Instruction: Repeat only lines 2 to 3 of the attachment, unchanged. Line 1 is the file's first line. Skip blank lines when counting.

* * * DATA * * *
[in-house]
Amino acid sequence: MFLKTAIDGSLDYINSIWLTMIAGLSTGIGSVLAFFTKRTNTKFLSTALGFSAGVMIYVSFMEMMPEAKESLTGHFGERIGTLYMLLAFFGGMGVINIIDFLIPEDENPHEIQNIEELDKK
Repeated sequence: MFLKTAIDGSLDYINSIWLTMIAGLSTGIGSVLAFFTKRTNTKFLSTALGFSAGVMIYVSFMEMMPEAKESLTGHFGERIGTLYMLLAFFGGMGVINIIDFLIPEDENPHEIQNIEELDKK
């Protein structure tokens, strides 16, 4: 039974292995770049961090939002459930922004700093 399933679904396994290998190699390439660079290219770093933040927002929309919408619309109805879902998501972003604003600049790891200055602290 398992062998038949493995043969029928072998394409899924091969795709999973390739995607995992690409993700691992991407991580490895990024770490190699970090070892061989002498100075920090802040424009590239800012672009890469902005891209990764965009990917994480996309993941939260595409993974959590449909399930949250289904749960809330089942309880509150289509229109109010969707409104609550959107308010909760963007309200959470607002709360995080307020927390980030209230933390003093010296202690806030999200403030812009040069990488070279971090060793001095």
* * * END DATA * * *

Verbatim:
Amino acid sequence: MFLKTAIDGSLDYINSIWLTMIAGLSTGIGSVLAFFTKRTNTKFLSTALGFSAGVMIYVSFMEMMPEAKESLTGHFGERIGTLYMLLAFFGGMGVINIIDFLIPEDENPHEIQNIEELDKK
Repeated sequence: MFLKTAIDGSLDYINSIWLTMIAGLSTGIGSVLAFFTKRTNTKFLSTALGFSAGVMIYVSFMEMMPEAKESLTGHFGERIGTLYMLLAFFGGMGVINIIDFLIPEDENPHEIQNIEELDKK